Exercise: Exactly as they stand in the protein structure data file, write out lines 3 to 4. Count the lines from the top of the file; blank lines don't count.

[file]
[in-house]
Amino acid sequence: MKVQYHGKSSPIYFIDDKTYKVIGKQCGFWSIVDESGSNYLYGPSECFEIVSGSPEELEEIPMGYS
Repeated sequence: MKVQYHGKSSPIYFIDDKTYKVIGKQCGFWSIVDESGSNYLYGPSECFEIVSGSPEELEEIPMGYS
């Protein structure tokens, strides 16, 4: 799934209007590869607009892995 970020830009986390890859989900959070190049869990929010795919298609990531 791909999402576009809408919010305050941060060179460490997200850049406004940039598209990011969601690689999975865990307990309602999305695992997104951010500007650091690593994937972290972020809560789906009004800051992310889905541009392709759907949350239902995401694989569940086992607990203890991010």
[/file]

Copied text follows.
Repeated sequence: MKVQYHGKSSPIYFIDDKTYKVIGKQCGFWSIVDESGSNYLYGPSECFEIVSGSPEELEEIPMGYS
């Protein structure tokens, strides 16, 4: 799934209007590869607009892995 970020830009986390890859989900959070190049869990929010795919298609990531 791909999402576009809408919010305050941060060179460490997200850049406004940039598209990011969601690689999975865990307990309602999305695992997104951010500007650091690593994937972290972020809560789906009004800051992310889905541009392709759907949350239902995401694989569940086992607990203890991010």